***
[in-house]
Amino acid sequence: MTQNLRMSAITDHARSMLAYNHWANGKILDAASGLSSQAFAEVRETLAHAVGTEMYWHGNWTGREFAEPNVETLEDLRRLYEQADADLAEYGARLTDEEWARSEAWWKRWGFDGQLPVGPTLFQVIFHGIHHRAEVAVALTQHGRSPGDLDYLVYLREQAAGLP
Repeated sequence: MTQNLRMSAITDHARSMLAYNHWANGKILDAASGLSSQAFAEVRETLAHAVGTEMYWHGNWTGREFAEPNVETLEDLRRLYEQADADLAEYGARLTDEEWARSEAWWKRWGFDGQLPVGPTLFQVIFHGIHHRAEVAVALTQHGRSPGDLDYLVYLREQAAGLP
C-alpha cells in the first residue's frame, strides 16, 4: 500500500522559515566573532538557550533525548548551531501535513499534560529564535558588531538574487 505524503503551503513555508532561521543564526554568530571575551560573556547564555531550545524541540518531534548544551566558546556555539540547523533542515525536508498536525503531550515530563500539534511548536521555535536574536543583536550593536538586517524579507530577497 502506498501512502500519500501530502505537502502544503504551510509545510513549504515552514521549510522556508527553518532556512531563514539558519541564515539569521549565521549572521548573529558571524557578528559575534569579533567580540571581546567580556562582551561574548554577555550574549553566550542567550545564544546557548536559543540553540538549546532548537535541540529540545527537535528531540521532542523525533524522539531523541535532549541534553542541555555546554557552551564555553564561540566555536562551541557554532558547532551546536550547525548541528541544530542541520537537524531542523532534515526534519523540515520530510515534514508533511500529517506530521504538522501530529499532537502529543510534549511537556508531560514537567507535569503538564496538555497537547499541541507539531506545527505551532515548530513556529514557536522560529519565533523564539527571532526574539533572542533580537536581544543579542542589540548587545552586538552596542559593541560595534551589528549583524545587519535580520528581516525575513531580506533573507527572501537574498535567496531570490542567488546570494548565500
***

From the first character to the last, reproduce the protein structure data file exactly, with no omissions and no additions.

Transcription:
[in-house]
Amino acid sequence: MTQNLRMSAITDHARSMLAYNHWANGKILDAASGLSSQAFAEVRETLAHAVGTEMYWHGNWTGREFAEPNVETLEDLRRLYEQADADLAEYGARLTDEEWARSEAWWKRWGFDGQLPVGPTLFQVIFHGIHHRAEVAVALTQHGRSPGDLDYLVYLREQAAGLP
Repeated sequence: MTQNLRMSAITDHARSMLAYNHWANGKILDAASGLSSQAFAEVRETLAHAVGTEMYWHGNWTGREFAEPNVETLEDLRRLYEQADADLAEYGARLTDEEWARSEAWWKRWGFDGQLPVGPTLFQVIFHGIHHRAEVAVALTQHGRSPGDLDYLVYLREQAAGLP
C-alpha cells in the first residue's frame, strides 16, 4: 500500500522559515566573532538557550533525548548551531501535513499534560529564535558588531538574487 505524503503551503513555508532561521543564526554568530571575551560573556547564555531550545524541540518531534548544551566558546556555539540547523533542515525536508498536525503531550515530563500539534511548536521555535536574536543583536550593536538586517524579507530577497 502506498501512502500519500501530502505537502502544503504551510509545510513549504515552514521549510522556508527553518532556512531563514539558519541564515539569521549565521549572521548573529558571524557578528559575534569579533567580540571581546567580556562582551561574548554577555550574549553566550542567550545564544546557548536559543540553540538549546532548537535541540529540545527537535528531540521532542523525533524522539531523541535532549541534553542541555555546554557552551564555553564561540566555536562551541557554532558547532551546536550547525548541528541544530542541520537537524531542523532534515526534519523540515520530510515534514508533511500529517506530521504538522501530529499532537502529543510534549511537556508531560514537567507535569503538564496538555497537547499541541507539531506545527505551532515548530513556529514557536522560529519565533523564539527571532526574539533572542533580537536581544543579542542589540548587545552586538552596542559593541560595534551589528549583524545587519535580520528581516525575513531580506533573507527572501537574498535567496531570490542567488546570494548565500